Mid Layer


This next layer is generally responsible for insulation. It traps air warmed by your body when it escapes from the base layer. More than one mid layer can be worn at a time, depending on how cold you are. The mid layer should also be moisture-wicking and quick-drying. You don’t want moisture to get trapped between the base and mid layers. That’ll just weigh you down and feel uncomfortable. Ideally, you want a garment that isn’t too heavy or bulky, too, since you’ll have to carry it if you don’t wear it. Look for items made from polyester fleece or stuffed with either a down or synthetic fill.


Outer Layer (Shell)Hiker sits, writing, on mountaintop.

This layer goes on top of everything else and is responsible for keeping wind, rain and snow off of you. Because they are made to repel moisture and block winds, shell layers are typically not very breathable. That means that they’ll reduce the effectiveness of any wicking properties of other clothes you have on. Shells are divided into three different styles: hard, soft and insulated. One material that is particularly favored in this area is GORE-TEX. It tends to be one of the more breathable materials that still stops moisture and wind from reaching the body. Arc’teryx offers some GORE-TEX shells.


Using a combination of these three layers of clothing will allow you to prepare for both expected and unexpected weather without leaving you wishing you’d brought along that one thing you left behind.


Text by Bo King


Wanting to get out and explore? Find what you need for your next winter adventure here.

10 of Alabama’s Best Places For Fall Camping

Some of the best things about fall camping are the smell of the fresh fallen leaves; the crisp, cool breeze; a notable absence of mosquitos; a warm fire at night; and s’mores. Thankfully, Birmingham is surrounded with great places to enjoy them all. Whether you are a backpacker, tent camper, or RV’er, you are guaranteed to find a place to camp within two hours of Birmingham that suits your taste. Here are 10 of our favorites.

1. Sipsey Wilderness

For the camper that is more interested in hiking than sitting for hours around a campfire, you’ve got to try the Sipsey Wilderness . It is a popular backpacking trail that will give you the all-nature experience you’re looking for. Forget the campground-provided wifi and water hookups. At the Sipsey Wilderness, you’re on your own. And that’s how backpackers like it.

2. Desoto State Park

The cascades of DeSoto Falls are breathtaking in the fall.
The cascades of DeSoto Falls are breathtaking in the fall. Natalie Cone

With incredible views from the top of Lookout Mountain, DeSoto State Park is one of our favorite places for camping. Choices include both improved campsites as well as primitive camping and two backcountry campsites with shelters. There are more than 25 miles of hiking and mountain biking trails, as well as kayaking, bouldering and rappelling opportunities.

3. Tannehill Ironworks Historical State Park

Trails are shaded and quiet at Tannehill State Park.
Trails are shaded and quiet at Tannehill State Park. Natalie Cone

Tannehill is a great place to visit in the fall whether you’re camping or not. With interesting things such as Trade Days, where “shoppers and swappers” peruse booths of knives, jewelry, clothing, tools and many other hand-made and unique items you can’t find anywhere else. With woodcarver shows, festivals and programs, you’ll never run out of things to do at Tannehill. Bike, walk or hike Tannehill’s gorgeous trails and check out the blast furnaces, cabins and old mill from the 1800s.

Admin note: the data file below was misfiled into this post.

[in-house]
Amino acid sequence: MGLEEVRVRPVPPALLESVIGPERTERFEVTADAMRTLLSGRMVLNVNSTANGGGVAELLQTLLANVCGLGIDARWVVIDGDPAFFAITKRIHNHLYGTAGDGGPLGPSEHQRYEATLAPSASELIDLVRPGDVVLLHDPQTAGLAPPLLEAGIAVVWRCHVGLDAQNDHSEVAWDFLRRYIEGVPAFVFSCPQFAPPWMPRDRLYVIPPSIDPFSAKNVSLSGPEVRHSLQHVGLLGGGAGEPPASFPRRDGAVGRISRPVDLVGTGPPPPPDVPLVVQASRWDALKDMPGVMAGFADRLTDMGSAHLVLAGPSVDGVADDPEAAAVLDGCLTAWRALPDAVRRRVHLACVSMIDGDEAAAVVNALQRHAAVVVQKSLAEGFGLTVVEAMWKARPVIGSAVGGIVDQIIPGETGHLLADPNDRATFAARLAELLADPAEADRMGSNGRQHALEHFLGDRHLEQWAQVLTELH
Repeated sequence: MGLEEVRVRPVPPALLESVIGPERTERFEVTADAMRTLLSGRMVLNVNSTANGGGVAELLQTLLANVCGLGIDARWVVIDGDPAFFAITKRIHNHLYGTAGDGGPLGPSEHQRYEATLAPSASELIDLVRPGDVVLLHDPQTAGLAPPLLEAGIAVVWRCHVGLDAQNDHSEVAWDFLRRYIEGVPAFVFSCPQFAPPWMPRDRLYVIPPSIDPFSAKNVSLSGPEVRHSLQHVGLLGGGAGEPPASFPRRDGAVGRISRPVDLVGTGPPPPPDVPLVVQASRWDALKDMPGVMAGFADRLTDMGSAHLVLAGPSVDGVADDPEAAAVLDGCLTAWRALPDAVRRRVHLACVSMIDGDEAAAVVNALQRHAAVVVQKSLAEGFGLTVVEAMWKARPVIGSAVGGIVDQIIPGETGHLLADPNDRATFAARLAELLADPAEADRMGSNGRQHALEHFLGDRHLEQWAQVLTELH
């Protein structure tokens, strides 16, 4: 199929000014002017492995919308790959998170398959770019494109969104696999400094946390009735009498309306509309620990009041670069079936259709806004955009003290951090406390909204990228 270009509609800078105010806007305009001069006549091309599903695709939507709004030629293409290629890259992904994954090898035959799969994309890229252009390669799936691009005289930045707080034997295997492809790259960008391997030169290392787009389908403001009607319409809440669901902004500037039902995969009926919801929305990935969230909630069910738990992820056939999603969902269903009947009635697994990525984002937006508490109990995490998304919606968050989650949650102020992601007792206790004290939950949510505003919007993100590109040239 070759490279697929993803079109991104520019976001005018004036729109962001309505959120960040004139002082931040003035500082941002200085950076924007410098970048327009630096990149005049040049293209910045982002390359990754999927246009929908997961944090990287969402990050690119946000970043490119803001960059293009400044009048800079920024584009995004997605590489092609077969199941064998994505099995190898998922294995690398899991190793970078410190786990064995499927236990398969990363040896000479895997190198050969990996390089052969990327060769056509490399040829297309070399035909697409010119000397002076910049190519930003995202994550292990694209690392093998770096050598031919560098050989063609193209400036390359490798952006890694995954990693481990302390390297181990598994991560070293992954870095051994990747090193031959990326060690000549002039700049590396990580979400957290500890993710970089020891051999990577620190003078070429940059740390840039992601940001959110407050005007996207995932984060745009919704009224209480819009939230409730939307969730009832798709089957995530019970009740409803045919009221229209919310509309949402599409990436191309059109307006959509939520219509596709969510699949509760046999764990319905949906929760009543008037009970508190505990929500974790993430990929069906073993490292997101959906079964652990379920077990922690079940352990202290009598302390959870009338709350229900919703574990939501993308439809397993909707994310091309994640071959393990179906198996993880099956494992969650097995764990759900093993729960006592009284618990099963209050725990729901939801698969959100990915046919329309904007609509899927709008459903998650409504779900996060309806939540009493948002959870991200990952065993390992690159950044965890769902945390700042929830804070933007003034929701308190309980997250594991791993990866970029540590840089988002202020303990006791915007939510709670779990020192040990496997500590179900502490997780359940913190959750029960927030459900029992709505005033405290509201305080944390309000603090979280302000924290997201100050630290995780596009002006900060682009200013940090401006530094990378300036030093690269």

4. Pinhoti Trail

Backpacking the Pinhoti is an adventure.
Backpacking the Pinhoti is an adventure. Todd

For the more ambitious and primitive camper, the Pinhoti is perfect for you. It is a paradise for backpackers. With a whopping 339 miles of trails from Cheaha State Park to Talladega National Forest, you’ll have to pack carefully and plan meticulously. With creeks, wildlife, beautiful views and unparalleled solitude, the Pinhoti won’t let you down if you’re looking for adventure.

5. Buck’s Pocket State Park

Breathtaking view of Buck's Pocket.
Breathtaking view of Buck’s Pocket. Aaron Davis

Buck’s Pocket State Park  features a campground for the campers that need amenities such as water and electricity, as well as a primitive camping area for the tent campers that like roughing it a little more. Along with over 20 miles of hiking trails, there is also a playground, an old drying kiln, and a picnic shelter.

6. Cheaha State Park

Waiting for the Sunset at Cheaha State Park.
Waiting for the Sunset at Cheaha State Park. Fang Guo

You won’t believe the views at Cheaha . The state park is host to the highest mountains in the state, and offers several types of camping options: primitive, semi-primitive, improved, and group primitive campgrounds. With trails, overlooks and waterfalls galore, you’ll run out of memory in your camera before you run out of energy. You can enjoy rappelling and rock climbing, hiking, mountain biking, and checking out the buildings such as the Indian Relics Museum, Gem Mine, and Civilian Conservation Corps Museum.


7. Oak Mountain State Park

Oak Mountain State Park has endless trails and gorgeous views.
Oak Mountain State Park has endless trails and gorgeous views. Kelly Verdeck

Oak Mountain State Park  is great for tent campers, RV’ers and backpackers. It is, without a doubt, a state park that has something for everyone. It is the largest park in the state with 51 miles of hiking and biking trails to explore and many waterfalls to discover. Also available are boat rentals, an archery park, an educational Interpretive Center, and wildlife rehabilitation center.

8. Brushy Lake Campground

Brushy Lake Campground is a great basecamp for hiking the Sipsey Wilderness and Bankhead National Forest.
Brushy Lake Campground is a great basecamp for hiking the Sipsey Wilderness and Bankhead National Forest. Michael Hicks